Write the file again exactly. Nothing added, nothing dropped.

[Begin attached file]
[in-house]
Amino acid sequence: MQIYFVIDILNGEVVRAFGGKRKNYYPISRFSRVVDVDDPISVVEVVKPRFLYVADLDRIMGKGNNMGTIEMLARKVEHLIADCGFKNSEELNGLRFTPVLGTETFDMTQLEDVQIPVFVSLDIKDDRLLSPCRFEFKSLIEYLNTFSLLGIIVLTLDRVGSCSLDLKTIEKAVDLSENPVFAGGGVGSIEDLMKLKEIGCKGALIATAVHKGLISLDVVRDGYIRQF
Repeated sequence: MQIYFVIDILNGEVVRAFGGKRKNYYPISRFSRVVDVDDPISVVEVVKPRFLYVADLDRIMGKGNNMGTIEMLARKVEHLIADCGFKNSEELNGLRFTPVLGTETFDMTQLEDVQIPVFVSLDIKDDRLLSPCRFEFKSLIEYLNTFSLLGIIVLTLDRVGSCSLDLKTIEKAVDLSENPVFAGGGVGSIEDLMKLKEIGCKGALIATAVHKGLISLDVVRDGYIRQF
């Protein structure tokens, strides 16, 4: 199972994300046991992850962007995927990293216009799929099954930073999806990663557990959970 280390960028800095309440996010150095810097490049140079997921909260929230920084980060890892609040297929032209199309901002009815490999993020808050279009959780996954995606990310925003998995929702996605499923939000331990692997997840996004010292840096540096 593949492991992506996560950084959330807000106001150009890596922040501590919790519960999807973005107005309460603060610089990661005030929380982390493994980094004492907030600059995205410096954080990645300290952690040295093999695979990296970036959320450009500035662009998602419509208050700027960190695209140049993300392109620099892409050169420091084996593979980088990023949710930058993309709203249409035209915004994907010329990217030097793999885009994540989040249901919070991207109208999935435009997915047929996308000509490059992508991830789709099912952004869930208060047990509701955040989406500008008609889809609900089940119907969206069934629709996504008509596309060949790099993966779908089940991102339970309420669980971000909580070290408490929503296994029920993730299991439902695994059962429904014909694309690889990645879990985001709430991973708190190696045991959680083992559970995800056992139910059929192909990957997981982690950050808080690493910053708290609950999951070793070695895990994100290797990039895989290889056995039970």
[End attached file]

[in-house]
Amino acid sequence: MQIYFVIDILNGEVVRAFGGKRKNYYPISRFSRVVDVDDPISVVEVVKPRFLYVADLDRIMGKGNNMGTIEMLARKVEHLIADCGFKNSEELNGLRFTPVLGTETFDMTQLEDVQIPVFVSLDIKDDRLLSPCRFEFKSLIEYLNTFSLLGIIVLTLDRVGSCSLDLKTIEKAVDLSENPVFAGGGVGSIEDLMKLKEIGCKGALIATAVHKGLISLDVVRDGYIRQF
Repeated sequence: MQIYFVIDILNGEVVRAFGGKRKNYYPISRFSRVVDVDDPISVVEVVKPRFLYVADLDRIMGKGNNMGTIEMLARKVEHLIADCGFKNSEELNGLRFTPVLGTETFDMTQLEDVQIPVFVSLDIKDDRLLSPCRFEFKSLIEYLNTFSLLGIIVLTLDRVGSCSLDLKTIEKAVDLSENPVFAGGGVGSIEDLMKLKEIGCKGALIATAVHKGLISLDVVRDGYIRQF
């Protein structure tokens, strides 16, 4: 199972994300046991992850962007995927990293216009799929099954930073999806990663557990959970 280390960028800095309440996010150095810097490049140079997921909260929230920084980060890892609040297929032209199309901002009815490999993020808050279009959780996954995606990310925003998995929702996605499923939000331990692997997840996004010292840096540096 593949492991992506996560950084959330807000106001150009890596922040501590919790519960999807973005107005309460603060610089990661005030929380982390493994980094004492907030600059995205410096954080990645300290952690040295093999695979990296970036959320450009500035662009998602419509208050700027960190695209140049993300392109620099892409050169420091084996593979980088990023949710930058993309709203249409035209915004994907010329990217030097793999885009994540989040249901919070991207109208999935435009997915047929996308000509490059992508991830789709099912952004869930208060047990509701955040989406500008008609889809609900089940119907969206069934629709996504008509596309060949790099993966779908089940991102339970309420669980971000909580070290408490929503296994029920993730299991439902695994059962429904014909694309690889990645879990985001709430991973708190190696045991959680083992559970995800056992139910059929192909990957997981982690950050808080690493910053708290609950999951070793070695895990994100290797990039895989290889056995039970």